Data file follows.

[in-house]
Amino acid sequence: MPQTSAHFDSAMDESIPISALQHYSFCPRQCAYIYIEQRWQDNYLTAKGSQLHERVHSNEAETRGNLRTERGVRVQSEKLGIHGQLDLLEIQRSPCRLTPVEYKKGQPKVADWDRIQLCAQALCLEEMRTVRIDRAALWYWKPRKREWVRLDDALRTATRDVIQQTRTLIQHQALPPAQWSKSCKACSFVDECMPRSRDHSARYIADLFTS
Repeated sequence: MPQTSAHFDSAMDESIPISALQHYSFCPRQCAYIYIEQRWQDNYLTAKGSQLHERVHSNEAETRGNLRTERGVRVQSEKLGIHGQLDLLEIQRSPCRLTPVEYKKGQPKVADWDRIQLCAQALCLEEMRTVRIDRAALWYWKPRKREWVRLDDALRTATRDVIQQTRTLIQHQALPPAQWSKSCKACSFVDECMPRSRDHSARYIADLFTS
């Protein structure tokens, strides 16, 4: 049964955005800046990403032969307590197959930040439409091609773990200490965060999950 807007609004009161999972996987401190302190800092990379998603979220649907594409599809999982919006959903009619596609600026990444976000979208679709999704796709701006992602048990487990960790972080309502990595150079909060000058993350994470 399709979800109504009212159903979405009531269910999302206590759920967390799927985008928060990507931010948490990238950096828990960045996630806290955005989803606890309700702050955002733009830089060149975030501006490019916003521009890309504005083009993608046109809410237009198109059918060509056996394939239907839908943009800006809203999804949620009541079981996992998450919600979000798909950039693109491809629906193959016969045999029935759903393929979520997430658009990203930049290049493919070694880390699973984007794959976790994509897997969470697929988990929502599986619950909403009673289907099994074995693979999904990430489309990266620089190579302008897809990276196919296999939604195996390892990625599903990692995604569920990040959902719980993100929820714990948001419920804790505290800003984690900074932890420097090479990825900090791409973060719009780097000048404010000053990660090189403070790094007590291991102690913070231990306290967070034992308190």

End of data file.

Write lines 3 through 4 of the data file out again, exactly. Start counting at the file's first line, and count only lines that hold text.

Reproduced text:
Repeated sequence: MPQTSAHFDSAMDESIPISALQHYSFCPRQCAYIYIEQRWQDNYLTAKGSQLHERVHSNEAETRGNLRTERGVRVQSEKLGIHGQLDLLEIQRSPCRLTPVEYKKGQPKVADWDRIQLCAQALCLEEMRTVRIDRAALWYWKPRKREWVRLDDALRTATRDVIQQTRTLIQHQALPPAQWSKSCKACSFVDECMPRSRDHSARYIADLFTS
């Protein structure tokens, strides 16, 4: 049964955005800046990403032969307590197959930040439409091609773990200490965060999950 807007609004009161999972996987401190302190800092990379998603979220649907594409599809999982919006959903009619596609600026990444976000979208679709999704796709701006992602048990487990960790972080309502990595150079909060000058993350994470 399709979800109504009212159903979405009531269910999302206590759920967390799927985008928060990507931010948490990238950096828990960045996630806290955005989803606890309700702050955002733009830089060149975030501006490019916003521009890309504005083009993608046109809410237009198109059918060509056996394939239907839908943009800006809203999804949620009541079981996992998450919600979000798909950039693109491809629906193959016969045999029935759903393929979520997430658009990203930049290049493919070694880390699973984007794959976790994509897997969470697929988990929502599986619950909403009673289907099994074995693979999904990430489309990266620089190579302008897809990276196919296999939604195996390892990625599903990692995604569920990040959902719980993100929820714990948001419920804790505290800003984690900074932890420097090479990825900090791409973060719009780097000048404010000053990660090189403070790094007590291991102690913070231990306290967070034992308190």